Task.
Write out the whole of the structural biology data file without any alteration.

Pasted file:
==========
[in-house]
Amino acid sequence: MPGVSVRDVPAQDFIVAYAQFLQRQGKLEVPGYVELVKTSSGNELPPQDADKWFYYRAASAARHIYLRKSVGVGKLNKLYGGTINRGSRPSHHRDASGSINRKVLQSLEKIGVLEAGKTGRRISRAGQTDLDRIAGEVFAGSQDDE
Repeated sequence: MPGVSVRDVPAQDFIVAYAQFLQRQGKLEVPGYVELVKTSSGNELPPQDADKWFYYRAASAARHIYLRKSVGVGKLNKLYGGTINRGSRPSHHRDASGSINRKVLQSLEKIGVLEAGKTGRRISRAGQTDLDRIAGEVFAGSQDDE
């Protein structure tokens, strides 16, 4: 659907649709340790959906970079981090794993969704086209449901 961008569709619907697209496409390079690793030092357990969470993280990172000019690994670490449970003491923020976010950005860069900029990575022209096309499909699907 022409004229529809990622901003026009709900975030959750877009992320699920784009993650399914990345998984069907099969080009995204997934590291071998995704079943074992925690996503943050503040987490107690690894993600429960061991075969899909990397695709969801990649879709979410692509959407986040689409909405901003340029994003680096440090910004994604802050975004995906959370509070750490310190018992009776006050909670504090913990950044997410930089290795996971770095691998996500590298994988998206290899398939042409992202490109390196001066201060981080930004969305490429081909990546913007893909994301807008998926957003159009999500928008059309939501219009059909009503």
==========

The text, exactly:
[in-house]
Amino acid sequence: MPGVSVRDVPAQDFIVAYAQFLQRQGKLEVPGYVELVKTSSGNELPPQDADKWFYYRAASAARHIYLRKSVGVGKLNKLYGGTINRGSRPSHHRDASGSINRKVLQSLEKIGVLEAGKTGRRISRAGQTDLDRIAGEVFAGSQDDE
Repeated sequence: MPGVSVRDVPAQDFIVAYAQFLQRQGKLEVPGYVELVKTSSGNELPPQDADKWFYYRAASAARHIYLRKSVGVGKLNKLYGGTINRGSRPSHHRDASGSINRKVLQSLEKIGVLEAGKTGRRISRAGQTDLDRIAGEVFAGSQDDE
């Protein structure tokens, strides 16, 4: 659907649709340790959906970079981090794993969704086209449901 961008569709619907697209496409390079690793030092357990969470993280990172000019690994670490449970003491923020976010950005860069900029990575022209096309499909699907 022409004229529809990622901003026009709900975030959750877009992320699920784009993650399914990345998984069907099969080009995204997934590291071998995704079943074992925690996503943050503040987490107690690894993600429960061991075969899909990397695709969801990649879709979410692509959407986040689409909405901003340029994003680096440090910004994604802050975004995906959370509070750490310190018992009776006050909670504090913990950044997410930089290795996971770095691998996500590298994988998206290899398939042409992202490109390196001066201060981080930004969305490429081909990546913007893909994301807008998926957003159009999500928008059309939501219009059909009503």